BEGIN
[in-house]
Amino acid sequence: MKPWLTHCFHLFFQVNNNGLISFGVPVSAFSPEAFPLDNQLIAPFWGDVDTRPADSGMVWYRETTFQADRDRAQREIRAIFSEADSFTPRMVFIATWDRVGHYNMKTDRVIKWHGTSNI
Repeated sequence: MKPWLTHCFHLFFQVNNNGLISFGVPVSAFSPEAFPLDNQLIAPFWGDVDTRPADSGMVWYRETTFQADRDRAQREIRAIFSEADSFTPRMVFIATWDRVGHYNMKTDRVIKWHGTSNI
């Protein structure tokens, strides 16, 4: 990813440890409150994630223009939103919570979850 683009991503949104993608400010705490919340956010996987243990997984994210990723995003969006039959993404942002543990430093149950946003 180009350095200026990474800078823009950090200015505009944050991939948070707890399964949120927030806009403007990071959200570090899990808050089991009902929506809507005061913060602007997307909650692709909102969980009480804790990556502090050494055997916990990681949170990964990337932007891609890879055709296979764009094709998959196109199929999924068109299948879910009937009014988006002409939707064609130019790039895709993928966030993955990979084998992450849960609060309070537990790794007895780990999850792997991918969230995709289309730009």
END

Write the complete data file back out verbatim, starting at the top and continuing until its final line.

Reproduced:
[in-house]
Amino acid sequence: MKPWLTHCFHLFFQVNNNGLISFGVPVSAFSPEAFPLDNQLIAPFWGDVDTRPADSGMVWYRETTFQADRDRAQREIRAIFSEADSFTPRMVFIATWDRVGHYNMKTDRVIKWHGTSNI
Repeated sequence: MKPWLTHCFHLFFQVNNNGLISFGVPVSAFSPEAFPLDNQLIAPFWGDVDTRPADSGMVWYRETTFQADRDRAQREIRAIFSEADSFTPRMVFIATWDRVGHYNMKTDRVIKWHGTSNI
């Protein structure tokens, strides 16, 4: 990813440890409150994630223009939103919570979850 683009991503949104993608400010705490919340956010996987243990997984994210990723995003969006039959993404942002543990430093149950946003 180009350095200026990474800078823009950090200015505009944050991939948070707890399964949120927030806009403007990071959200570090899990808050089991009902929506809507005061913060602007997307909650692709909102969980009480804790990556502090050494055997916990990681949170990964990337932007891609890879055709296979764009094709998959196109199929999924068109299948879910009937009014988006002409939707064609130019790039895709993928966030993955990979084998992450849960609060309070537990790794007895780990999850792997991918969230995709289309730009």